I will teach you data science, part 2: Similar people and Manhattan distance

by Joey deVilla on August 13, 2018

This is the second in a series of articles where I’ll get you started on the basics of data science with Python. In this article, we’ll take our first step in building recommendation systems: determining how similar people are by measuring the Manhattan distance between them.

You’ll want the following before you proceed any further:

Chapter 2 of A Programmer’s Guide to Data Mining: The Ancient Art of the Numerati is about building recommendation systems. Many recommendation systems are based on a simple idea:

People similar to you often like similar things.

Their trick is to find people who like things that you like, and show you things that you might not have seen yet. For example, here’s a screenshot from my Amazon account, which shows Kindle magazines they’ll think I’ll like, based on my browsing, purchasing, rating history, and who-knows-what-else:

The chapter’s exercises in building a simple recommendation engine make use of the information in the table shown below, which shows 8 people’s ratings of 8 bands that you’d likely hear on an alt-rock station circa 2012:

Click the table to see it at full size.

Each person has rated a number of the 8 bands on a scale of 1 (“hate them”) to 5 (“love them”). No one in the group has rated all 8 bands.

Your first question — and the question we’ll try to answer in this article — should be “How do I tell how similar any two people in this table are?”. I’ll start with some theory, but you’ll see actual code by the end of the article.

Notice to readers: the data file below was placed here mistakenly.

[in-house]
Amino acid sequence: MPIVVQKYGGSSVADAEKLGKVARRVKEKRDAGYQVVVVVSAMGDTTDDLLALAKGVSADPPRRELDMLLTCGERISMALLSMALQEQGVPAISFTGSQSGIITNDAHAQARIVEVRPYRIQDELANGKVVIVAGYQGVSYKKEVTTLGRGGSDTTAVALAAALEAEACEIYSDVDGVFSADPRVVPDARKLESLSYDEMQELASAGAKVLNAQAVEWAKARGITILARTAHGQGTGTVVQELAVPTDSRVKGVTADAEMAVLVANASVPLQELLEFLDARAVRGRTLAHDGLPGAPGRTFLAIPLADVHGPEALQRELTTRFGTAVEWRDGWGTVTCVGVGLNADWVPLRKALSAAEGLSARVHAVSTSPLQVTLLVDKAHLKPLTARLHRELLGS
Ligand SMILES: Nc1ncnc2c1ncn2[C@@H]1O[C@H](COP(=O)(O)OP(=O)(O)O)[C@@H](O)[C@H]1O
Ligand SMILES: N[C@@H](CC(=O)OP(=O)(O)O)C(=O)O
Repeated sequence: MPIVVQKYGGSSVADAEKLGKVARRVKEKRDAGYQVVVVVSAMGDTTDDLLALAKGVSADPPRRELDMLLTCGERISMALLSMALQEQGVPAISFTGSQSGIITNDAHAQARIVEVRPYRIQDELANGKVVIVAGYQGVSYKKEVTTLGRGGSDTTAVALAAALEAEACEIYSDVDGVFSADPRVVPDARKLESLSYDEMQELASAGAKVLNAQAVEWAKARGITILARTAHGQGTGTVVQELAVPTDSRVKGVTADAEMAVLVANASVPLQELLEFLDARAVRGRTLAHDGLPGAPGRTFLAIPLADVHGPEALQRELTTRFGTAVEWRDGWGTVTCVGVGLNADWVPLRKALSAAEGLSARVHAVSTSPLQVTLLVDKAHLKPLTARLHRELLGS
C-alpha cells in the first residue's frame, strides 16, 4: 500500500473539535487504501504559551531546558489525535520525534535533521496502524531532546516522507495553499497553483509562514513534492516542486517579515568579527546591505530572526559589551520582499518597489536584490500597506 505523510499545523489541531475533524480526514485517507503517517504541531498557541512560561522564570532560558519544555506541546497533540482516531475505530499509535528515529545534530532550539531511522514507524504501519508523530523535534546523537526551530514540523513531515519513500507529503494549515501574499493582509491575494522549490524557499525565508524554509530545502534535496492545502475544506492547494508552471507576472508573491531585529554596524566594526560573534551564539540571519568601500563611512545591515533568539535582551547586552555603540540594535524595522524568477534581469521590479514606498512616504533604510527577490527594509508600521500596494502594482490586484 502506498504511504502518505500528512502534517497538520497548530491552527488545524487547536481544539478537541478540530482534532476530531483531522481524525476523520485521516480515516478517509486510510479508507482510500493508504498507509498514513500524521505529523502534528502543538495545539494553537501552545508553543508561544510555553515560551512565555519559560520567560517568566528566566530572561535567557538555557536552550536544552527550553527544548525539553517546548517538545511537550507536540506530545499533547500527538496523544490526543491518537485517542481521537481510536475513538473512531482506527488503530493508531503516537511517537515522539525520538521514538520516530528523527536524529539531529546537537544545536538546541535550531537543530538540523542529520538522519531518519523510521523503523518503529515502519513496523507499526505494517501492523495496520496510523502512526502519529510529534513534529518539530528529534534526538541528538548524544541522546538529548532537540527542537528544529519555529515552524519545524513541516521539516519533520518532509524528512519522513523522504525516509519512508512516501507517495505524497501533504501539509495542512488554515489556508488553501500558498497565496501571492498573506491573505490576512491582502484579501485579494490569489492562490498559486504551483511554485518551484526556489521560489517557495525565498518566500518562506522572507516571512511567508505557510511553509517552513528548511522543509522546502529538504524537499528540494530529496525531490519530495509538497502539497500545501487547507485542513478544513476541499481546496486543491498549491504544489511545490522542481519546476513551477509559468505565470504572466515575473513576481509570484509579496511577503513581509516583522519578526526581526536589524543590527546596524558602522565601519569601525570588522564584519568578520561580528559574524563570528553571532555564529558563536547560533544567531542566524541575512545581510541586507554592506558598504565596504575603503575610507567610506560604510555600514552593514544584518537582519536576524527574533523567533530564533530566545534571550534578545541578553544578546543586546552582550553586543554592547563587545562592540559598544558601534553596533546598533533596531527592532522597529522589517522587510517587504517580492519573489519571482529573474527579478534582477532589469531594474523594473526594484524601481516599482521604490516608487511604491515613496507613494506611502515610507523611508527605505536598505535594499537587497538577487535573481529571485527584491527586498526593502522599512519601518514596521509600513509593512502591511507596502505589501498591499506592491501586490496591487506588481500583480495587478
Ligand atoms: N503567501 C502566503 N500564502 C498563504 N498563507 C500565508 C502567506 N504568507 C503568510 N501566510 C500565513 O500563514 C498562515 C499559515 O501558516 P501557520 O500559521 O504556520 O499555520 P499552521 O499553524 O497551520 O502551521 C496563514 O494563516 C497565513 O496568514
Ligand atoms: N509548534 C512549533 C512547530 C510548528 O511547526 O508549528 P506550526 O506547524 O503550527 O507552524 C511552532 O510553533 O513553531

Similarity and distance

Before explaining how to figure out how similar any two people in the 8-by-8 table of people and bands are, Zacharski (the author of A Programmer’s Guide to Data Mining: The Ancient Art of the Numerati) starts with a simpler data set: three people, who’ve rated two books on a scale of 0 (worst) to 5 (best): the cyber-thrllers Snow Crash and The Girl with the Dragon Tattoo…

Book Amy’s rating Bill’s rating Jim’s rating
The Girl with the Dragon Tattoo 5 5 4
Snow Crash 5 2 1

If you were to plot each person’s rating for the books as a single point on a two-dimensional graph, with The Girl with the Dragon Tattoo as the x-axis and Snow Crash as the y-axis, you’d get this:

Image from A Programmer’s Guide to Data Mining: The Ancient Art of the Numerati.

The graph makes it easy to see whose tastes are similar. The closer any two people’s points are, the more similar their tastes in cyber-thriller books are. Simply by looking at the graph, you can see that Jim’s taste is more similar to Bill’s than it is to Amy’s, Bill’s is more similar to Amy’s than Jim’s is, and Bill’s is more similar to Jim’s than his is to Amy’s.

While it’s easy for us humans to visually tell whose tastes are similar, it’s much easier to have a program do it mathematically, and there are a number of ways to do it. Let’s look at the simplest way: calculating the Manhattan distance between any two points.

Manhattan distance

There’s a joke about the difference between the directions given to you by Google Maps and Waze: Google Maps will suggest an alternate road to cut down your travel time; Waze will suggest a shortcut through someone’s living room. The Manhattan distance between two points is more like the Google Maps suggestion.

It’s the simplest, computationally least expensive way to compute the distance between two points on a grid. It gets the name “Manhattan” from the way you’d have to travel from one point to another by cab in Manhattan’s grid of streets: only horizontally or vertically, with no diagonals allowed:

The Manhattan distance between a point located at (x1, y1) and another point at (x2, y2) is simply:

x-distance between the points + y-distance between the points